If you are injured in an accident, it is very possible that it may not be the first injury you’ve ever sustained. As we go throughout our lives, and our body ages, we may well have medical problems, whether they are related or not to negligence. But those prior injuries or conditions can cause complex issues in a personal injury case.
The Need to Show Causation
One way that defense attorneys who represent negligent parties try to defend cases is on the basis of causation. Even if someone is negligent, it must still be demonstrated that their negligence actually caused your injuries.
Practically, many defense attorneys will argue that whatever pain, injury or disability that you say you have from an accident actually “pre-exists” the accident, and thus is not caused by it. For example, if you have suffered from migraines your whole life, and someone drops a piano on your head, and your only injuries are the same migraines you had before, the defendant will argue there is a lack of causation, barring you from recovery.
This is a very easy defense to raise, simply because, as we go throughout our lives, we will surely have some sort of injury or ailment. Many of us live with routine daily aches and pains. Perhaps you’ve had a work injury, or an injury playing sports, or just have pains from the natural aging process. Almost nobody goes through life having no pain or injury at all, and that’s certainly true for older clients.
Defeating the Pre-Existing Injury Defense
Fortunately, a good victim or accident attorney knows how to defeat these kinds of defenses.
One way is simply using medical evidence to show that whatever injury or ailment you had before the accident is different than what you have now after the accident.
Back problems commonly fall into this category. You may have had back pain before and after your accident. However, before your accident you may have had a muscle strain, but afterwards, you may have a herniated disc. To you they may feel similar. But objectively, they are very different.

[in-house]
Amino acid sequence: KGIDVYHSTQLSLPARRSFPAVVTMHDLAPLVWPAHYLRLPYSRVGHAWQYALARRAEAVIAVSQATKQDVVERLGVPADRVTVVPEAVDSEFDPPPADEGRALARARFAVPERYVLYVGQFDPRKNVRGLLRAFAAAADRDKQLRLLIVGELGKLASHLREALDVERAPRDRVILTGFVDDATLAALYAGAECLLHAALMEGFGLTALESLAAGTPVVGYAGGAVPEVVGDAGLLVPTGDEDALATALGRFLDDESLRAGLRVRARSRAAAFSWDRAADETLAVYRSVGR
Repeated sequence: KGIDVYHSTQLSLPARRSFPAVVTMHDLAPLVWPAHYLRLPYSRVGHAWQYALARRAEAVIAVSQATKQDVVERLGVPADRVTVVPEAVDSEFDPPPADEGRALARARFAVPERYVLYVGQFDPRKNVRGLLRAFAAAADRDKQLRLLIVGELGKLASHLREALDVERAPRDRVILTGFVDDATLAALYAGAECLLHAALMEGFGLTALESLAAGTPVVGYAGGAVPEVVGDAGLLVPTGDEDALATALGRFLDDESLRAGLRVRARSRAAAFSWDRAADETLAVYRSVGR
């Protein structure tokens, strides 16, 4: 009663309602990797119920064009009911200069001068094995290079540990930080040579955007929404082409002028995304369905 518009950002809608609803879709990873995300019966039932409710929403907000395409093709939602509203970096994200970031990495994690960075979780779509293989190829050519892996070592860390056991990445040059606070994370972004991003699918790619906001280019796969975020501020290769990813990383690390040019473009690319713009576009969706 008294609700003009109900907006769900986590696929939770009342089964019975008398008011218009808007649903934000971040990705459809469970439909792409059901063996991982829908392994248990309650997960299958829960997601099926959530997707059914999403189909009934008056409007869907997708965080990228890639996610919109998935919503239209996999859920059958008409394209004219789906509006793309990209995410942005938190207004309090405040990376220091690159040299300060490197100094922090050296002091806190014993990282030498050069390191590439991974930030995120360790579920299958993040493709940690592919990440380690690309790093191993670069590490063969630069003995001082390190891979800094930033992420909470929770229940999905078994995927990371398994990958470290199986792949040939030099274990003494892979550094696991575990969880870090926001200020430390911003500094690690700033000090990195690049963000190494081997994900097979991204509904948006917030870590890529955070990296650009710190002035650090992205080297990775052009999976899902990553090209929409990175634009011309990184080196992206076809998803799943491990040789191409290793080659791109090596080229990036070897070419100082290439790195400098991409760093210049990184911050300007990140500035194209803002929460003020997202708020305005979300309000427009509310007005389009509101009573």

The law also allows you to recover for exacerbation or aggravation of pre-existing injuries. This is given as a jury instruction at the conclusion of your case. This means that if an accident made your pre-existing condition worse, you still have a right to recover.
Often, this is demonstrated subjectively. For example, you may have had a herniated disc that you were living just fine with before, but after the accident you’re in traction and need therapy.
Again, medical experts will be used to show exacerbations of prior injuries, but your medical treatment frequency is also good evidence.
If you had a bad shoulder that you saw a doctor once a year for beforehand, and now you’ve had 10 visits, therapy, and a surgical consult, the increased level of treatment is evidence that the defendant has exacerbated an injury.
Don’t let others tell you that you don’t have a right to recover just because of your medical history. Find attorneys who understand how to deal with this common defense. Talk to the Miami personal injury attorneys at Gerson & Schwartz, P.A. today for a free consultation about your injury or malpractice case.